In 2019, I started getting into bird photography, photographing warblers with a rented XF100-400mmF4.5-5.6 R LM OIS WR. I was smitten and planned to buy this lens to use in 2020. Inspired by Stephen Gingold and local photographer David Mathre, I rented this lens again and went out chasing dragons. I want this lens but struggle with the $1800 price tag.
I continued to relearn 35mm film photography. I had more keepers in 2021. I grew weary of the increasing cost of 35mm film, film developing and scanning. I bought an Epson V600 film scanner and learned how to scan and colour-balance the film myself. I am saving about $8-$10 per roll of film. I have also limited myself to using 35m film stock priced under $10 per 36 exposure roll. My current favourite is Kodak Pro Image 100.
Some old spaces moved to new locations. After years in a tiny industrial garage, Flounder Brewing finally completed the restoration of the 150-year-old farmhouse at Carriage Farm. The new site in the farm country in Hillsborough is fantastic. The taproom only has a few ales, but Bhavna and I invited our friend Ed Velez as our “plus one” when the brewery had a soft opening weekend for Delta House members only. Having a beer at Flounder Brewing became an almost weekly habit.
Note: I dropped and broke my Fuji X-T2 in August and replaced it with a Fuji X-T3.
This is my favourite image of the year. On a drizzly autumn day in October, I went on a quest. I had read about and heard about an abandoned freight car on some railroad tracks in Lambertville. The freight car has seen better days but has inspired multiple graffiti artists.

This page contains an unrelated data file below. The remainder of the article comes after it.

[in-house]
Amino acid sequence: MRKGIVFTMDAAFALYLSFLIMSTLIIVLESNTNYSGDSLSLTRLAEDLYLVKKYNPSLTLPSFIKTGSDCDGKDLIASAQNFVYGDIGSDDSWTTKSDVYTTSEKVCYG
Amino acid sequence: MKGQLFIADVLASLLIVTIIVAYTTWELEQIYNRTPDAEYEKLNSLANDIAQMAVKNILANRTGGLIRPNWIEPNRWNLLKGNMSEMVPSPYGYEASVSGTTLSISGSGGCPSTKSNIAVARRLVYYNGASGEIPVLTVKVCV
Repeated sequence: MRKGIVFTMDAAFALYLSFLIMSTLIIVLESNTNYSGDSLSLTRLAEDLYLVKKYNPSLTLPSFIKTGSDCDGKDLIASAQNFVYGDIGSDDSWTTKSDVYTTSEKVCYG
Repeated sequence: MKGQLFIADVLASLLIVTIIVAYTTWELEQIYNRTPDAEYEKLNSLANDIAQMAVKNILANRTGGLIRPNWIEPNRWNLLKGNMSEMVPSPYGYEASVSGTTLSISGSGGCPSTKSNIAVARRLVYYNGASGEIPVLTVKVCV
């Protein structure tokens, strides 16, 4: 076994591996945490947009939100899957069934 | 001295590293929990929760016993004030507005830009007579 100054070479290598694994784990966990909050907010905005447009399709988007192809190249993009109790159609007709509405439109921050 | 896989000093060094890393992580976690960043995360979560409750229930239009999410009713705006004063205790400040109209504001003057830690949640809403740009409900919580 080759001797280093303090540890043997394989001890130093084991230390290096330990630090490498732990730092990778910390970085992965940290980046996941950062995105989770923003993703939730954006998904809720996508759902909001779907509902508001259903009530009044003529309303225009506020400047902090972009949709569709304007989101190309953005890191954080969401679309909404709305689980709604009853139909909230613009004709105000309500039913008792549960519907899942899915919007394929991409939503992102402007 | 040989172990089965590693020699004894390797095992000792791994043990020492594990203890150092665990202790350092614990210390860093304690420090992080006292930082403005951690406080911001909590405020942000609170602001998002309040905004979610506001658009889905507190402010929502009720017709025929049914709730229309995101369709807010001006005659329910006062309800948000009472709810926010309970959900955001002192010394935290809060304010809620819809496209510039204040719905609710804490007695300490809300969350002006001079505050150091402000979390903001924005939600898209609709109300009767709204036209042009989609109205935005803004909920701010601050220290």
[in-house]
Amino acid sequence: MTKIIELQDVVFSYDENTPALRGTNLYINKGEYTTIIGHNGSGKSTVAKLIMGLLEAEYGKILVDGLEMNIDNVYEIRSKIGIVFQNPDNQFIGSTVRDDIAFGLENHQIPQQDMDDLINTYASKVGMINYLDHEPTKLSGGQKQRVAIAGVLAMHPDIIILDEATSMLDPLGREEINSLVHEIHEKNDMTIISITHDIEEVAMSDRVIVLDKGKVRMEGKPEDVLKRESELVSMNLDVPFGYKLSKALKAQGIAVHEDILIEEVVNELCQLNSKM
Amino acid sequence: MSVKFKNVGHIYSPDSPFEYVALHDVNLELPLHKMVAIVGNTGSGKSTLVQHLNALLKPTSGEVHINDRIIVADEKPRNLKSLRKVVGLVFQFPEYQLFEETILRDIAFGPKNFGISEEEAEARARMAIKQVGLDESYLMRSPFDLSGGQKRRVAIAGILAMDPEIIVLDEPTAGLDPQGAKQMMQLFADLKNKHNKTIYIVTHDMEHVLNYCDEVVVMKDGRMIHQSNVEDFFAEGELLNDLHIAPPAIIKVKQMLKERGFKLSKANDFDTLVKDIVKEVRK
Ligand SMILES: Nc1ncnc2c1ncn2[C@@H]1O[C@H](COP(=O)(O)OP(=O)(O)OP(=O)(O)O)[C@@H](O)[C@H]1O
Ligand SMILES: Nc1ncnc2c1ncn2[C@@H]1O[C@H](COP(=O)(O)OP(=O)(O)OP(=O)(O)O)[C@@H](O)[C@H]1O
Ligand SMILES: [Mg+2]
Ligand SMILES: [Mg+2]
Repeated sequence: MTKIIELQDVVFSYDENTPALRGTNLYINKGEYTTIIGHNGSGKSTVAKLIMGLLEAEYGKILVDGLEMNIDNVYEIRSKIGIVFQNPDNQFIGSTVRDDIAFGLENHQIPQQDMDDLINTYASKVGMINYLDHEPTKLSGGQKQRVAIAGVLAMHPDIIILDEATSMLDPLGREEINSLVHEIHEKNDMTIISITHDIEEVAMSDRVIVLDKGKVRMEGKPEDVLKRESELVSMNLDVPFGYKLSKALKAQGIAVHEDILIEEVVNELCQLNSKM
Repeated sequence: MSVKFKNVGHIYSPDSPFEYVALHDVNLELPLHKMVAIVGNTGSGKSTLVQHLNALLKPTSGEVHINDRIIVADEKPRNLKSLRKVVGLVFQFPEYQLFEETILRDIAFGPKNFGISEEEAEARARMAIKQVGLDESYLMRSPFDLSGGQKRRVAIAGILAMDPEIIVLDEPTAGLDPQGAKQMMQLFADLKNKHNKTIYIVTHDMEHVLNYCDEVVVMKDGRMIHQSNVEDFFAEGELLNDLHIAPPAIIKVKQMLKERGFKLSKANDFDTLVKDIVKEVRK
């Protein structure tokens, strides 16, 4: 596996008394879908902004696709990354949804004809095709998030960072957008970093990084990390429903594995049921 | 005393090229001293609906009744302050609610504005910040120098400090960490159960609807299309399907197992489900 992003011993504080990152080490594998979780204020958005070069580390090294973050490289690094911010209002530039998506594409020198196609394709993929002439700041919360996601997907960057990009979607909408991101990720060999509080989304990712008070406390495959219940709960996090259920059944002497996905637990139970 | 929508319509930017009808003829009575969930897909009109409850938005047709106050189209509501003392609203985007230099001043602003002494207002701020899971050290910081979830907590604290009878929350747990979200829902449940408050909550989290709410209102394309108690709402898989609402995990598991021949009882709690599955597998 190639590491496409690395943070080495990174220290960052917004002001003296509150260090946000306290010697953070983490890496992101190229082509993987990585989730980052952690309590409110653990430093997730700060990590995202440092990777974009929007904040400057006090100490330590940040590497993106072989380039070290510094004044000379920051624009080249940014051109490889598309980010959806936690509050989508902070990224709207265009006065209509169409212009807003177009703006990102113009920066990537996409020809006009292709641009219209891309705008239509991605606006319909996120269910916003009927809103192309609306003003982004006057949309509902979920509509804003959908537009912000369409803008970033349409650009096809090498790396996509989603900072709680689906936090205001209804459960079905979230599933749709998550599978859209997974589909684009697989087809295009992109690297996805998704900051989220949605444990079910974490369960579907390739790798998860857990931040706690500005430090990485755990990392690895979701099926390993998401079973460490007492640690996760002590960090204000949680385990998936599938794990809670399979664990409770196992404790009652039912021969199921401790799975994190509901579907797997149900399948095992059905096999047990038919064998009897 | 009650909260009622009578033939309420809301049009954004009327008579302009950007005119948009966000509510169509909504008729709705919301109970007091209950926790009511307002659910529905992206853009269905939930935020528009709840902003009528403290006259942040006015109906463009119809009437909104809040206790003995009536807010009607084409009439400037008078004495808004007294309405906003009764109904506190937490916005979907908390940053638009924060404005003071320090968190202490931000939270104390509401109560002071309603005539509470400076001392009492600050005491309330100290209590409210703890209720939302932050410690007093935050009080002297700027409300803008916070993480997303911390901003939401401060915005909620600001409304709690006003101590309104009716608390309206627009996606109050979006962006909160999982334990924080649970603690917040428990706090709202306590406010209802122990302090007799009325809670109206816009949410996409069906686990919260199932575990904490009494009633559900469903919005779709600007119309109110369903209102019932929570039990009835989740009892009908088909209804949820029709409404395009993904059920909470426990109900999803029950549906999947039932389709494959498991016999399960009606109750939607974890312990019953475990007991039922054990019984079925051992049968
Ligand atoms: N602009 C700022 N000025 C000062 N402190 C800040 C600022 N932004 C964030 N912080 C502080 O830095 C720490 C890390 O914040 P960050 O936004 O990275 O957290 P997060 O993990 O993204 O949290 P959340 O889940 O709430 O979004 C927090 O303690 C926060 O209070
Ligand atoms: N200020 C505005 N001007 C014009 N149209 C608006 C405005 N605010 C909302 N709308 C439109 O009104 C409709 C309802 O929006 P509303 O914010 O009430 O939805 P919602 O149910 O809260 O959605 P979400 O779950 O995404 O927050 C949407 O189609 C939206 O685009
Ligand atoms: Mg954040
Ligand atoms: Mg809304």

We hiked a lot less than we did last year. Maybe it was some pandemic-fueled ennui, but we lost our motivation. But, one weekend, while exploring Billie Johnson Mountain Lakes Nature Preserve, Pettoranello Gardens, and Community Park North, I saw a family cross a narrow wooden bridge I had not noticed before. I had promised Bhavna we would go hiking this weekend, so later that day, we returned to Billie Johnson Mountain Lakes Nature Preserve and explored one of the loop trails. We had so much fun hiking and exploring this new space.
"It's for you", Bhavna yelled from the kitchen. I opened the package, saw the [Fujinon MCEX-16]] macro extension tube, and was upset and excited. I was upset because had I checked the mail sooner, I could have used the extension tube to photograph the fall berries and wildflowers I saw during the previous day’s hike. But I was excited because, with winter arriving, I had the means to transform ordinary things into extraordinary photographs. I experimented on some autumn leaves.
Before the pandemic, before taking to a nearby trail for a hike., I had a semi-regular habit of breakfast at Aunt Chubby’s. The restaurant re-opened for indoor dining earlier in the year, but Bhavna and I did not feel comfortable dining indoors until after our Pfizer vaccine booster. We started to feel almost normal.